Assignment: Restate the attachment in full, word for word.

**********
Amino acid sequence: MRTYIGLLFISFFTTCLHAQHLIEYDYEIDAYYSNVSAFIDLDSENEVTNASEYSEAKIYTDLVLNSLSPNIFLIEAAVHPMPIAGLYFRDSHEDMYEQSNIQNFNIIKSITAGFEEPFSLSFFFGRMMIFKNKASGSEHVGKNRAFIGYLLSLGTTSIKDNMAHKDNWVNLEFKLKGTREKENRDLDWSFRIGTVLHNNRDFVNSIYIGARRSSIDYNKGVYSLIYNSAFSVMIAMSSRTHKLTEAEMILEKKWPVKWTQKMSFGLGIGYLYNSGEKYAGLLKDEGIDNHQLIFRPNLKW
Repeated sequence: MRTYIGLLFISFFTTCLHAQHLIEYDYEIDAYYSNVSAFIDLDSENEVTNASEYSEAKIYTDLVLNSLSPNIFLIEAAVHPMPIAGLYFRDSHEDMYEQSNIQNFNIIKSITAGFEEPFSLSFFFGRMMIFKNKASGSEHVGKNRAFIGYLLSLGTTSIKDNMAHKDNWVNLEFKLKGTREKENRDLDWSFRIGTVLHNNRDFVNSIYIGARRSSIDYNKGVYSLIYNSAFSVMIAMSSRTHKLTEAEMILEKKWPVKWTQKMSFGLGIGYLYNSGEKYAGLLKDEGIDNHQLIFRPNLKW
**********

Amino acid sequence: MRTYIGLLFISFFTTCLHAQHLIEYDYEIDAYYSNVSAFIDLDSENEVTNASEYSEAKIYTDLVLNSLSPNIFLIEAAVHPMPIAGLYFRDSHEDMYEQSNIQNFNIIKSITAGFEEPFSLSFFFGRMMIFKNKASGSEHVGKNRAFIGYLLSLGTTSIKDNMAHKDNWVNLEFKLKGTREKENRDLDWSFRIGTVLHNNRDFVNSIYIGARRSSIDYNKGVYSLIYNSAFSVMIAMSSRTHKLTEAEMILEKKWPVKWTQKMSFGLGIGYLYNSGEKYAGLLKDEGIDNHQLIFRPNLKW
Repeated sequence: MRTYIGLLFISFFTTCLHAQHLIEYDYEIDAYYSNVSAFIDLDSENEVTNASEYSEAKIYTDLVLNSLSPNIFLIEAAVHPMPIAGLYFRDSHEDMYEQSNIQNFNIIKSITAGFEEPFSLSFFFGRMMIFKNKASGSEHVGKNRAFIGYLLSLGTTSIKDNMAHKDNWVNLEFKLKGTREKENRDLDWSFRIGTVLHNNRDFVNSIYIGARRSSIDYNKGVYSLIYNSAFSVMIAMSSRTHKLTEAEMILEKKWPVKWTQKMSFGLGIGYLYNSGEKYAGLLKDEGIDNHQLIFRPNLKW